Rural northern Spain has been stricken by a plague of millions of voles that have devastated lettuce, potato and barley crops and threaten to invade vineyards, public parks and even urban centres.
Farmers in the high plateau around Leon, north of Madrid, have demanded massive doses of poison to exterminate the ubiquitous rodents. But health workers and environmentalists warn that the cure might be worse than the disease, with poison threatening wildlife and posing a worse risk for humans than piles of dead voles.
Hundreds of exasperated farmers, carrying live voles, protested outside the regional government headquarters in Valladolid this week, breaking a glass door with the intention of freeing the creatures into the offices. But police charged and scattered the demonstrators. The authorities later met the farmers and listened to their grievances.
"We've been suffering this situation for nine months and it's getting worse," complained Donaciano Dujo, spokesman for the regional farmers' association. "We demand that the authorities eradicate this pest and compensate us for the damage to our crops." In some areas 80 per cent of crops have been lost.
The common vole (Microtus arvalis) is native to northern Spain. Most of the population dies in the region's bitter winters, but they survived this year, which was unusually ice-free, then flourished in the rainy spring that followed.
"We are experiencing the peak in a demographic explosion of voles," said Juan Jose Luque, a vole specialist at Valladolid University's rodent evolution department. "Eventually all these cyclical populations end up declining. That will happen this time." But the animal - which used to be confined to the Pyrenees, and the Picos de Europa that back Spain's northern coast - is gradually conquering the central plain. The traditionally arid tableland has in recent years been brought under cultivation through irrigation. This more hospitable habitat, plus an untypically warm and wet year, "could explain the current population surge", Dr Luque said. Under current conditions, female voles give birth every 30 days, producing a litter of at least four.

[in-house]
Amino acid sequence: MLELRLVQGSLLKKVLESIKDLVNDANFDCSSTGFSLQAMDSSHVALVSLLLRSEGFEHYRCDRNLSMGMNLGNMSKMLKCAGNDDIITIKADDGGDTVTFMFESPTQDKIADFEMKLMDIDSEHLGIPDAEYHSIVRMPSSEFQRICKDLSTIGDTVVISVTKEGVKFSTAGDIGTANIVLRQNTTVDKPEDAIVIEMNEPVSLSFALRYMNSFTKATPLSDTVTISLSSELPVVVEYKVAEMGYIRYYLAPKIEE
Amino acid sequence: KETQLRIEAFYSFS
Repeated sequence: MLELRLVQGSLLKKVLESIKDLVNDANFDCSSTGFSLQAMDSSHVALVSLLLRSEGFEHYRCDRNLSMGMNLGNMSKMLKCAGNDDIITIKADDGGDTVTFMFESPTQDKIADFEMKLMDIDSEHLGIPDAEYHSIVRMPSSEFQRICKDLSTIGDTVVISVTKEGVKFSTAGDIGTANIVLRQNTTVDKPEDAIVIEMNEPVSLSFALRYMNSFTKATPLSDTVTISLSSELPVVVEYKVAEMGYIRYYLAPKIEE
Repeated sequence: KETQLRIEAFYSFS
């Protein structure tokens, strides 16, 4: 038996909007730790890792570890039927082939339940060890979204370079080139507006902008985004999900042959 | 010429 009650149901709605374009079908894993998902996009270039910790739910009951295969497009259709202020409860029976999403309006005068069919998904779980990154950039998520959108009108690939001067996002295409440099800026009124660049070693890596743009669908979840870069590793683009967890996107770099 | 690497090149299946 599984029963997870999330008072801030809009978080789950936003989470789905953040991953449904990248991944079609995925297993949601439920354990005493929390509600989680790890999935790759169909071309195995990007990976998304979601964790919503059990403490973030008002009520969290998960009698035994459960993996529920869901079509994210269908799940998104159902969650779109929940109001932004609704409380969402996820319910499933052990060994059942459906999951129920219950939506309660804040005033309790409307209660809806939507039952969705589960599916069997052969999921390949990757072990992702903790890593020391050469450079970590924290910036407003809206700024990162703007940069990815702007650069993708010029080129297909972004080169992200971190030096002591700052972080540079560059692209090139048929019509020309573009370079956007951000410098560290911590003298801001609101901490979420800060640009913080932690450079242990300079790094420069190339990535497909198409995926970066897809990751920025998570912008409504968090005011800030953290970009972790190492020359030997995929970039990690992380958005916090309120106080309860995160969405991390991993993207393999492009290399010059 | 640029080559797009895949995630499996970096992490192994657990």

A total of 20 people have been treated for the infectious disease tularaemia, caused by contact with rodents, whose symptoms include fever, headaches, muscle pain, shivering, coughing and weakness. Large areas have been treated with anticoagulant rat poison, which killed voles but also hares, rabbits and wood pigeons, which could be dangerous to humans if eaten.
Local children have developed their own anti-vole technique. "You surround them with two or three of us, then stamp on them or hit them with a stick," said Alvaro Garcia, 11. Every night Alvaro and his friends go hunting in Fresno del Viejo, one of areas near Valladolid worst affected, and despatch some 200 voles.Reuse content